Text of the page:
My MacBook Pro Experience - Day 16

My MacBook Pro Experience - Day 16

Summary: A couple of people have asked me whether working on a Mac is significantly different to working on any other Windows PC. I'm guessing that what they are really asking is whether the workflow associated with carrying out a task on the Mac is all that different to doing the same task on a PC. Is it easier? Is it harder? Are there greater or fewer steps involved?

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TOPICS: Apple
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Is working on a Mac all that different to a PC?

A couple of people have asked me whether working on a Mac is significantly different to working on any other Windows PC.  I'm guessing that what they are really asking is whether the workflow associated with carrying out a task on the Mac is all that different to doing the same task on a PC.  Is it easier?  Is it harder?  Are there greater or fewer steps involved?

I've been using my MacBook Pro for over two weeks now and in that time I've actually used it quite a bit to do real work with.  Once you've got a few basic skills under your belt the Mac then become just a tool.  I find that tasks relating to the writing and communication (surfing the web, email, blogging, writing and so on) are now just as easy to do on the Mac as they are on a Windows system.  I really don't feel that there's a huge difference between the two operating systems when it comes to doing simple tasks.  Yes, I have far more customizations on my Windows PCs that make life quicker and easier and I also have a raft of tools and utilities that I'm just so used to using that their use is almost automatic (for example, tools such as WinZip, UltraEdit and BlogJet).  However, considering that I've only had the Mac for just over two weeks, and considering that the platform is so radically different to what I've been used to for well over a decade, I feel that I'm doing pretty well. 

The truth is that I like the Mac, and I feel that I'll be a little sad when it has to go back.  It's a good machine.  I think that part of it's appeal is that it's still relatively clean and uncluttered - most of my systems have too many apps installed and way too many distractions in my eye-line.  The Mac is still pretty sterile, and that holds an appeal.  When I'm working on it I'm not constantly distracted by RSS feeds, emails, messages sent over the network and games.  Yes, that makes me "off the grid" in a lot of ways and there are times when I've been seen with the MacBook on my lap (yes, I was surprised to find that the MacBook Pro is actually cool enough to use on a lap without cooking any of my vitals) and my Windows-based notebook next to me.  Why?  Because there are about 1,001 things that I really should add and customize on my MacBook (and that I now know how to do!) that I can't be bothered doing - setting up email accounts, network permissions, installing software, moving my cache of passwords over, that kind of thing.  I  can't be bothered doing all this because the machine has to go back in a couple of weeks and it's not worth the investment in time.  If it weren't for that single reason, I would have set it up so that I could work independently on it by now.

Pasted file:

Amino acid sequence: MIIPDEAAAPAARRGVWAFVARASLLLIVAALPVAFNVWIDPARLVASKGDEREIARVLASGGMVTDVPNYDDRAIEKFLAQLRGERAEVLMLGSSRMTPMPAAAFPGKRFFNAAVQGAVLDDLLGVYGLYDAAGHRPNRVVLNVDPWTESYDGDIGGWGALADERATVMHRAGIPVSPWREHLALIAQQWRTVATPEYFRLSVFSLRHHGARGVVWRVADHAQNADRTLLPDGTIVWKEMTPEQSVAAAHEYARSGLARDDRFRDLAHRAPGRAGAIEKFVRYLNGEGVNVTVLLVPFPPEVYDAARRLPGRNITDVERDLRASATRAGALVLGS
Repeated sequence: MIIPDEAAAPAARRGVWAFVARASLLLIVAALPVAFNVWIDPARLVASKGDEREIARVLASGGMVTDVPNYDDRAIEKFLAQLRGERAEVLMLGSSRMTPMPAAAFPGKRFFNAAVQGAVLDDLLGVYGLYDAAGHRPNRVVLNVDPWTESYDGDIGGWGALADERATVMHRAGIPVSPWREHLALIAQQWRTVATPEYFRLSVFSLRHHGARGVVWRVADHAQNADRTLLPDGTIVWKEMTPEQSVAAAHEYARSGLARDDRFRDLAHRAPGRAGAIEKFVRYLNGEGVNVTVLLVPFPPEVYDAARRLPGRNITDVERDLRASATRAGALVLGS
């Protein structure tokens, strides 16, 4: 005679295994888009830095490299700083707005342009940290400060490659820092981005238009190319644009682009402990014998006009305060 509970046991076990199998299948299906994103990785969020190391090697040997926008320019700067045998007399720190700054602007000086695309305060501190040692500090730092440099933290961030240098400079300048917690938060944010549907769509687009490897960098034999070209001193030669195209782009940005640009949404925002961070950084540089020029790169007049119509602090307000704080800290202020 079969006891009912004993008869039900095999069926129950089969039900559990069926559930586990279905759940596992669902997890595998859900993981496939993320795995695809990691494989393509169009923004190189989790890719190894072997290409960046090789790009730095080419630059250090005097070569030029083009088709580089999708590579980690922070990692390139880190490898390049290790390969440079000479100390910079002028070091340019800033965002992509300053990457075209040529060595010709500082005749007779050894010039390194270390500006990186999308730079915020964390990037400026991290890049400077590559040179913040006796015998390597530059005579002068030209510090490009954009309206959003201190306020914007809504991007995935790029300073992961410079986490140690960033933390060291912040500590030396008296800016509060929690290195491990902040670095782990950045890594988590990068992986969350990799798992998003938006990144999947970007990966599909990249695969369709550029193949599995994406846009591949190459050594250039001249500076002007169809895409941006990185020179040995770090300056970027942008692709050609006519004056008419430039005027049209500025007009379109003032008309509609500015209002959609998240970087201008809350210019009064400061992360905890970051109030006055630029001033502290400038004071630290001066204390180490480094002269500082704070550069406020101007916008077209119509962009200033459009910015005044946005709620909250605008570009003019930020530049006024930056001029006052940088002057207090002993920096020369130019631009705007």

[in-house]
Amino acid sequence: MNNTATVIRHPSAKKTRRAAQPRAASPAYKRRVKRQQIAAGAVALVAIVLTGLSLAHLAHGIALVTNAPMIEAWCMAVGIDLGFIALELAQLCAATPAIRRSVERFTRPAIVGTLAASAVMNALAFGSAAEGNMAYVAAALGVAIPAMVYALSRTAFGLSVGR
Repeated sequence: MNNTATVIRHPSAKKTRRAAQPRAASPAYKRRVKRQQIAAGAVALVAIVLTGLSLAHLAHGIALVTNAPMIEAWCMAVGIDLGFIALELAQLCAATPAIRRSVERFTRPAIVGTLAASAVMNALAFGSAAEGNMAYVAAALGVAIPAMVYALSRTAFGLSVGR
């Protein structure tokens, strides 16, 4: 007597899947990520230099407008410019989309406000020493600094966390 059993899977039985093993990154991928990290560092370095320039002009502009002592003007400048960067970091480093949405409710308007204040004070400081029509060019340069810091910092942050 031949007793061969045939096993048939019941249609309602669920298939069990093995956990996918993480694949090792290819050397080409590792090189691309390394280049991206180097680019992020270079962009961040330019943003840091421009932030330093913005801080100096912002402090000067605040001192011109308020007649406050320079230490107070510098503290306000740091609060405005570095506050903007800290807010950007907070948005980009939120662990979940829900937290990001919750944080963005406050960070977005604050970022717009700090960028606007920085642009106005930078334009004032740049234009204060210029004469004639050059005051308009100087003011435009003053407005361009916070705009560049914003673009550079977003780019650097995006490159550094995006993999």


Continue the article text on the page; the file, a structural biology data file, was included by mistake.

But I'm also aware that Mac isn't for everyone.  Some things bind you to your existing platform (Windows or Linux) more than others.  Photoshop, Visual Studio, accounting software just to name three.  Here you're either going to have to unlimber your wallet and buy new software or, if your are, say, a Windows developer, find a new job.  The same goes for hardware - PDAs, MP3 players (unless it's an iPod), cell phones - can keep you locked to your existing platform.  Even thinking about making a 100% transition to Mac is either going to be very painful or costly.

One thing that having the Mac for sixteen days has shown me is that black and white thinking about operating systems is, at best, idealistic.  For years I've been puzzled by people who look at the choice of an OS like a religion, and the more I use the Mac the more this kind of view seems irrational to me.  Sure, we all like to think that we've made the perfect choice or purchase, but increasingly that is nothing more than a state of mind or an illusion.  In this age of convergence, the differences are getting smaller and less noticeable.

Is being "platform agnostic" the way forward, or will user of different platforms continue never see eye to eye?

Topic: Apple

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  • Other Devices

    You mention that MP3 players, cell phones, and other devices can hold you to windows. While they may be true for a few individual devices, over all I have not found many that will not work on a Mac. iSync works amazingly well with cell phones, and for the ones it does not work with, you can use The Missing Sync which is a 3rd party app. I know several people with smart phones and Macs as well.